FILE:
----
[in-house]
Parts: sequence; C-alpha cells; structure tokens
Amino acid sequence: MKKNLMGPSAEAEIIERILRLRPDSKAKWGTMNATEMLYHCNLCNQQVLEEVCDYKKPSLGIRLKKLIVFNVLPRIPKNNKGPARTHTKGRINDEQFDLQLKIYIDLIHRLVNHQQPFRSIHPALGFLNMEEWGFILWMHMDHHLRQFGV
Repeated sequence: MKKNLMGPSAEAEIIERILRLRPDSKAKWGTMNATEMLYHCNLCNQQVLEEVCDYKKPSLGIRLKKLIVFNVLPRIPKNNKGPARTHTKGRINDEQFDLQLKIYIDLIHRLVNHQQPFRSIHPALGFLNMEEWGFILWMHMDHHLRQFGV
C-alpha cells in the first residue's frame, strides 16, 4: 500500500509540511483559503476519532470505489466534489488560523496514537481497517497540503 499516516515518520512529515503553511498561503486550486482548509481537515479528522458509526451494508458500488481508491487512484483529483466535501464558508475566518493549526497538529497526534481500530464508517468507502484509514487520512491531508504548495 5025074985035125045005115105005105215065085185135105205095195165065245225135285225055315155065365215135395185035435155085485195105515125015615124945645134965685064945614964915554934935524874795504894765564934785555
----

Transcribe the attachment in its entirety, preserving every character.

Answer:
[in-house]
Parts: sequence; C-alpha cells; structure tokens
Amino acid sequence: MKKNLMGPSAEAEIIERILRLRPDSKAKWGTMNATEMLYHCNLCNQQVLEEVCDYKKPSLGIRLKKLIVFNVLPRIPKNNKGPARTHTKGRINDEQFDLQLKIYIDLIHRLVNHQQPFRSIHPALGFLNMEEWGFILWMHMDHHLRQFGV
Repeated sequence: MKKNLMGPSAEAEIIERILRLRPDSKAKWGTMNATEMLYHCNLCNQQVLEEVCDYKKPSLGIRLKKLIVFNVLPRIPKNNKGPARTHTKGRINDEQFDLQLKIYIDLIHRLVNHQQPFRSIHPALGFLNMEEWGFILWMHMDHHLRQFGV
C-alpha cells in the first residue's frame, strides 16, 4: 500500500509540511483559503476519532470505489466534489488560523496514537481497517497540503 499516516515518520512529515503553511498561503486550486482548509481537515479528522458509526451494508458500488481508491487512484483529483466535501464558508475566518493549526497538529497526534481500530464508517468507502484509514487520512491531508504548495 5025074985035125045005115105005105215065085185135105205095195165065245225135285225055315155065365215135395185035435155085485195105515125015615124945645134965685064945614964915554934935524874795504894765564934785555